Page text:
The UL Industrial Control Panel Shop Program (ICP Program) allows control panel manufacturers who custom-build or mass-produce panels to apply the UL Marks for the U.S. and Canada right at the factory.

The program allows flexibility for panel manufacturers, in that they can label mass-produced and custom-built panels without the need for UL Solutions to examine each design or panel. The ICP Program ensures that a panel shop consistently produces panels that meet the necessary standards.

Because a panel shop’s level of knowledge and quality control measures are essential elements of ICP Program, training is required for panel shops that participate in the program. Control panel manufacturers initially entering the Industrial Control Panel Shop Program must complete mandatory training on the UL 508A industrial control panels standard and then maintain qualified staff knowledgeable of the requirements of the standard.

Does Simplex System Controls participate in the Industrial Control Panel Shop Program?

Dozens of companies rely on Simplex to meet their demand for UL marked control panels. It is just one of the many ways Simplex provides value for our customers.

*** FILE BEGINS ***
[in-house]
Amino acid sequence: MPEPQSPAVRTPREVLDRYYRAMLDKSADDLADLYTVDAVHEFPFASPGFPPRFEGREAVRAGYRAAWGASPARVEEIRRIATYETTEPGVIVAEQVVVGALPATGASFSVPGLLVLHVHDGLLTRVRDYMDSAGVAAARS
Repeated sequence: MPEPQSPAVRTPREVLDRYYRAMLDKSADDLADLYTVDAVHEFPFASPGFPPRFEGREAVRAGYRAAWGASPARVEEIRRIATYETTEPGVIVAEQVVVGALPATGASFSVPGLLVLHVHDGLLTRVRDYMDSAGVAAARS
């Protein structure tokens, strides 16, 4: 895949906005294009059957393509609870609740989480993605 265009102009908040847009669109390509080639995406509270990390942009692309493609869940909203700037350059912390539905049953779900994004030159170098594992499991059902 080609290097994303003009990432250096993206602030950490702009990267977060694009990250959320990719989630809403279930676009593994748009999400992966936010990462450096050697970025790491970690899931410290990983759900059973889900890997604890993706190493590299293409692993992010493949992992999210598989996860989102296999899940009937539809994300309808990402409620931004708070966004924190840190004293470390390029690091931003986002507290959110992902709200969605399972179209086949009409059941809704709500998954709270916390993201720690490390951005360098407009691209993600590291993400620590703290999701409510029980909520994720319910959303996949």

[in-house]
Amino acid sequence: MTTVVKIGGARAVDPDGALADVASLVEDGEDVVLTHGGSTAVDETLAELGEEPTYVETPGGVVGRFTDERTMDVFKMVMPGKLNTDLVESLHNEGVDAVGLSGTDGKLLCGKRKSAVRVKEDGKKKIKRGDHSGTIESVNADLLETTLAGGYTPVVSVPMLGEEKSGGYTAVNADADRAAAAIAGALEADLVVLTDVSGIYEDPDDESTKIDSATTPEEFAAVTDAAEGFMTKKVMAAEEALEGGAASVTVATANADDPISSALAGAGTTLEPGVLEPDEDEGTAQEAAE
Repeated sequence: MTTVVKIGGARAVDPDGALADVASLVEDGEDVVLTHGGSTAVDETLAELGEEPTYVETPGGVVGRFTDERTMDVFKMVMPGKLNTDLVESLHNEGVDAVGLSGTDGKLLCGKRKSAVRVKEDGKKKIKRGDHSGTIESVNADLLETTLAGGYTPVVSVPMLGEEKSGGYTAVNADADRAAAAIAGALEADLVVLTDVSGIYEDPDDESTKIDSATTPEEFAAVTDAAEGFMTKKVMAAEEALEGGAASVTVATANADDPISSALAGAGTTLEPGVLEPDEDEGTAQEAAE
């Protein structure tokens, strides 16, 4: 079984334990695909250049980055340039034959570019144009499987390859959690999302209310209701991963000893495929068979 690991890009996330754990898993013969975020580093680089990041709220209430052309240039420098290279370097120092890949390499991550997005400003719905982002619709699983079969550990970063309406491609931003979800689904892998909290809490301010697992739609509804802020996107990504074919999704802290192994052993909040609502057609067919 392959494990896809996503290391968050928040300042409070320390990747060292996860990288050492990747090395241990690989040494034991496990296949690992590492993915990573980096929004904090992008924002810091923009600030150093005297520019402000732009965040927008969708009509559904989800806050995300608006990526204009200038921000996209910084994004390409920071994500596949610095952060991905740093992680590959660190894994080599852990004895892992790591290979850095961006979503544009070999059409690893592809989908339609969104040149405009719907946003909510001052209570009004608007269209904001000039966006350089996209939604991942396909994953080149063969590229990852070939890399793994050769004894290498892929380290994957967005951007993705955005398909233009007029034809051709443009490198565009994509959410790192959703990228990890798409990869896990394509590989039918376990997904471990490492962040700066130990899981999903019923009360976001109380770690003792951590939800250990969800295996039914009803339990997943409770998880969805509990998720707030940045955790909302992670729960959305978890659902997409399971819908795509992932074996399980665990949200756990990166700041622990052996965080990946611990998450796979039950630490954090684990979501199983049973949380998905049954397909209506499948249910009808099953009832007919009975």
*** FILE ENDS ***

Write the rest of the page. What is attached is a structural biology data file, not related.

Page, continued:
As a UL Panel Shop, Simplex offers customers panel certification under Standards 508A (general industrial use), as well as 1203 (explosion-proof/dust-ignition-proof electrical equipment), and 698A (panels for hazardous locations).

Editor’s Note: This article synthesizes and updates two articles originally published August, 2022 and November, 2018.


* Per OSHA, “hazardous locations” include those that are “classified depending on the properties of the flammable vapors, liquids or gases, or combustible dusts or fibers that may be present therein and the likelihood that a flammable or combustible concentration or quantity is present.”



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Ron Rytlewski, [email protected]